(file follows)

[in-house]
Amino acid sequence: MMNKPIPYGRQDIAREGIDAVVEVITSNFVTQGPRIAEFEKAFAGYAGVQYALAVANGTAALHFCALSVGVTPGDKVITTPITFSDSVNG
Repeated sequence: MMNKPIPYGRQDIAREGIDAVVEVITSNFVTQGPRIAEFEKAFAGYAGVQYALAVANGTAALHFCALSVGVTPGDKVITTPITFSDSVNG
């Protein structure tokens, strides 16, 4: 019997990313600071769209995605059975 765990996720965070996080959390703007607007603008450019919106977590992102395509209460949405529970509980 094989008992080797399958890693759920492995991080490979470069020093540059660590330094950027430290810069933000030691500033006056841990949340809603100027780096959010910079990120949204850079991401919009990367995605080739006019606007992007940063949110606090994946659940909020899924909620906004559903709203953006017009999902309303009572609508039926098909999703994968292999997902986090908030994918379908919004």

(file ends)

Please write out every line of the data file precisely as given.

[in-house]
Amino acid sequence: MMNKPIPYGRQDIAREGIDAVVEVITSNFVTQGPRIAEFEKAFAGYAGVQYALAVANGTAALHFCALSVGVTPGDKVITTPITFSDSVNG
Repeated sequence: MMNKPIPYGRQDIAREGIDAVVEVITSNFVTQGPRIAEFEKAFAGYAGVQYALAVANGTAALHFCALSVGVTPGDKVITTPITFSDSVNG
């Protein structure tokens, strides 16, 4: 019997990313600071769209995605059975 765990996720965070996080959390703007607007603008450019919106977590992102395509209460949405529970509980 094989008992080797399958890693759920492995991080490979470069020093540059660590330094950027430290810069933000030691500033006056841990949340809603100027780096959010910079990120949204850079991401919009990367995605080739006019606007992007940063949110606090994946659940909020899924909620906004559903709203953006017009999902309303009572609508039926098909999703994968292999997902986090908030994918379908919004």